What's the cost of making a phone call from prison in Massachusetts?

What’s the cost of making a phone call from prison in Massachusetts?

Last year, three-quarters of a million dollars came from phone commissions alone

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Edited by JPat Brown

For each dollar spent on phone calls by inmates held by the Suffolk County Sheriff’s Department, 41 cents goes back to their captors, according to materials recently received from the agency.

In the year ending at the end of January 2017, the 41% commission - down from the 50% cut they once claimed - the Department was able to supplement its budget with $713,000 gained from the use of prepaid and directly billed phone service provided by Securus Technologies, one of the country’s largest providers of prison technology. For the month of January this year, local calls averaged about 15 minutes at 28 cents a minute, a charge of $4.20 with $1.72 of that slotted to the coffers of the Suffolk County Sheriff.

In addition to phone services, Securus also offers video visitation, email, and text services to correctional facilities nationwide. It’s just one of multiple companies that provide similar options to jails and prisons. In the 2011 bid to run Suffolk County’s prison phone operations, two others, Telmate and IC Solutions, also offered up hefty commissions in their effort to win the agency’s favor.

While the amount is but a small fraction of the Sheriff’s $154 million budget last year, the fees can be horribly burdensome for families and inmates trying to maintain a relationship during incarceration.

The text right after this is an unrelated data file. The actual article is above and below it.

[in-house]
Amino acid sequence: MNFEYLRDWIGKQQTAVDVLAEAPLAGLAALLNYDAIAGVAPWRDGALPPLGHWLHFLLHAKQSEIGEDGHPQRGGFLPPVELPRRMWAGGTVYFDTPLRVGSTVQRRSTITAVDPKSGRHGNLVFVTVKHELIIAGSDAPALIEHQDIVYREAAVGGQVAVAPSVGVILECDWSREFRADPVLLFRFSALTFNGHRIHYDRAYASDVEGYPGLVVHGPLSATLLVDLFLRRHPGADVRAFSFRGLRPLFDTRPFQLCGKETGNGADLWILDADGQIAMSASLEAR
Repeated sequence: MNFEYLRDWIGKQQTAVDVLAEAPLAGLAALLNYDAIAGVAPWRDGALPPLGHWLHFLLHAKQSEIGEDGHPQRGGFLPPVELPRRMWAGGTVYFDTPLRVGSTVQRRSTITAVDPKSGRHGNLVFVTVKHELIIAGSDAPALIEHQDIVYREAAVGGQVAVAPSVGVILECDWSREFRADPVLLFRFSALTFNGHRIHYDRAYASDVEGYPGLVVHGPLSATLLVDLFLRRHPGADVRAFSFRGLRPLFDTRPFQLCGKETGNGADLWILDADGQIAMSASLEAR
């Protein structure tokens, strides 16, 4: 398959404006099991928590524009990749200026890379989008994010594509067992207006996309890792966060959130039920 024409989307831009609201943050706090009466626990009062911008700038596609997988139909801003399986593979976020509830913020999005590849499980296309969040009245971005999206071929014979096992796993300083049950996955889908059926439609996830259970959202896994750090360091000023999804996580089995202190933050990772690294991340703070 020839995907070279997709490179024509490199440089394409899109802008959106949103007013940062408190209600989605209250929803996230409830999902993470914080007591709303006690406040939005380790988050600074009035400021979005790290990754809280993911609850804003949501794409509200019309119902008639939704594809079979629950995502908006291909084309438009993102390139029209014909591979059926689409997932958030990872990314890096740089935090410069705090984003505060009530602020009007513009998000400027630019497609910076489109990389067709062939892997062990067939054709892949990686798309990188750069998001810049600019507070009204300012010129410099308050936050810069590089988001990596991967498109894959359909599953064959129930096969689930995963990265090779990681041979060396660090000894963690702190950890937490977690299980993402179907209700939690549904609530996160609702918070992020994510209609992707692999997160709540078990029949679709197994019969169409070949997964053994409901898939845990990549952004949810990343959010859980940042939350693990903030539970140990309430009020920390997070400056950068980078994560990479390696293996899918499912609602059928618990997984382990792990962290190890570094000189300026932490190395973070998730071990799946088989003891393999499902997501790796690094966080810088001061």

The use of phone commissions is a common practice at detention facilities nationwide, where ubiquitous budget struggles have coupled with an ever-present, growing prison population to create a thriving market of private sector prison services at the cost of the incarcerated themselves.

In many cases, the installation and maintenance of the equipment comes at no cost to the department, like Suffolk County Sheriff, instead relying on commissions to convince agencies to permit the phones in their facilities; while the pop culture image of “one phone call” may lead one to think there is some obligatory access to the outside, the right to phone use actually varies widely by state and is more often a privilege than not.

MuckRock is continuing to look into the use of the commission in correctional contracts nationwide. Want us to dig into how your prison gets funded and the kickbacks it can generate? Let us know at info@muckrock.com or on Twitter @MuckRock.

Read the responsive records embedded below, or on the request page.

Image by Scott LaPierre via The Verge